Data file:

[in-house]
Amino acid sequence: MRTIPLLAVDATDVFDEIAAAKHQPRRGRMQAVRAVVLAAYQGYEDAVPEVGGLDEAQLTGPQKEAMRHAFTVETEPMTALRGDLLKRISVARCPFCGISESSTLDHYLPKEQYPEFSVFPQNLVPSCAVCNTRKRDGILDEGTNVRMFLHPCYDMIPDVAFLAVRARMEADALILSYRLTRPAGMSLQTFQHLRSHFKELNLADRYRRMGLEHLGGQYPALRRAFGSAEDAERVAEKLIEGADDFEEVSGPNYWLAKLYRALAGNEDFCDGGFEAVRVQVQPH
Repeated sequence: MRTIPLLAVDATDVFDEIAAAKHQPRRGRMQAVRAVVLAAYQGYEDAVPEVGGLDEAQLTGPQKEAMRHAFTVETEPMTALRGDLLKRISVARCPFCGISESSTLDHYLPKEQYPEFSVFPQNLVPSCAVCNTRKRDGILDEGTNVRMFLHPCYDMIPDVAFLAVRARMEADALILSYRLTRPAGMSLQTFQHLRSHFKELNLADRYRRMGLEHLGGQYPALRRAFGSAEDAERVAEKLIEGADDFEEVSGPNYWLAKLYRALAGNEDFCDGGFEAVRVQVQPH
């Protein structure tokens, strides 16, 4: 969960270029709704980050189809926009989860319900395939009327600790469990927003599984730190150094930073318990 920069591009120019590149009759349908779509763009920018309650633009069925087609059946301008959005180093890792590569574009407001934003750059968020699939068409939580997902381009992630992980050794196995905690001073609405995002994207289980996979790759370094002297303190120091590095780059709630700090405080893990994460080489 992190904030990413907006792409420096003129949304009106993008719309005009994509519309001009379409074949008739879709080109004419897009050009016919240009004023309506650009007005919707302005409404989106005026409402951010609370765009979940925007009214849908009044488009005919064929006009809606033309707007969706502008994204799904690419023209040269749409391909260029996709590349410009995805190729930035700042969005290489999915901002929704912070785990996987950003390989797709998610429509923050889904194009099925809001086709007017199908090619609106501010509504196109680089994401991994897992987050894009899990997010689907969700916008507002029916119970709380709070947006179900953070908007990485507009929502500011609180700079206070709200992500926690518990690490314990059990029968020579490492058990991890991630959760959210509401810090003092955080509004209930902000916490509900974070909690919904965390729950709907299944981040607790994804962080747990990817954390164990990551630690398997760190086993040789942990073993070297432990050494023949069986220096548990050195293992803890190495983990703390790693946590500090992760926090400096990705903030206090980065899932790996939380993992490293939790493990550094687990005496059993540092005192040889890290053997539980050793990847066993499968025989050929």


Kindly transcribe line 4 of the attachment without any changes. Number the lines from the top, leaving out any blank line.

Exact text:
């Protein structure tokens, strides 16, 4: 969960270029709704980050189809926009989860319900395939009327600790469990927003599984730190150094930073318990 920069591009120019590149009759349908779509763009920018309650633009069925087609059946301008959005180093890792590569574009407001934003750059968020699939068409939580997902381009992630992980050794196995905690001073609405995002994207289980996979790759370094002297303190120091590095780059709630700090405080893990994460080489 992190904030990413907006792409420096003129949304009106993008719309005009994509519309001009379409074949008739879709080109004419897009050009016919240009004023309506650009007005919707302005409404989106005026409402951010609370765009979940925007009214849908009044488009005919064929006009809606033309707007969706502008994204799904690419023209040269749409391909260029996709590349410009995805190729930035700042969005290489999915901002929704912070785990996987950003390989797709998610429509923050889904194009099925809001086709007017199908090619609106501010509504196109680089994401991994897992987050894009899990997010689907969700916008507002029916119970709380709070947006179900953070908007990485507009929502500011609180700079206070709200992500926690518990690490314990059990029968020579490492058990991890991630959760959210509401810090003092955080509004209930902000916490509900974070909690919904965390729950709907299944981040607790994804962080747990990817954390164990990551630690398997760190086993040789942990073993070297432990050494023949069986220096548990050195293992803890190495983990703390790693946590500090992760926090400096990705903030206090980065899932790996939380993992490293939790493990550094687990005496059993540092005192040889890290053997539980050793990847066993499968025989050929």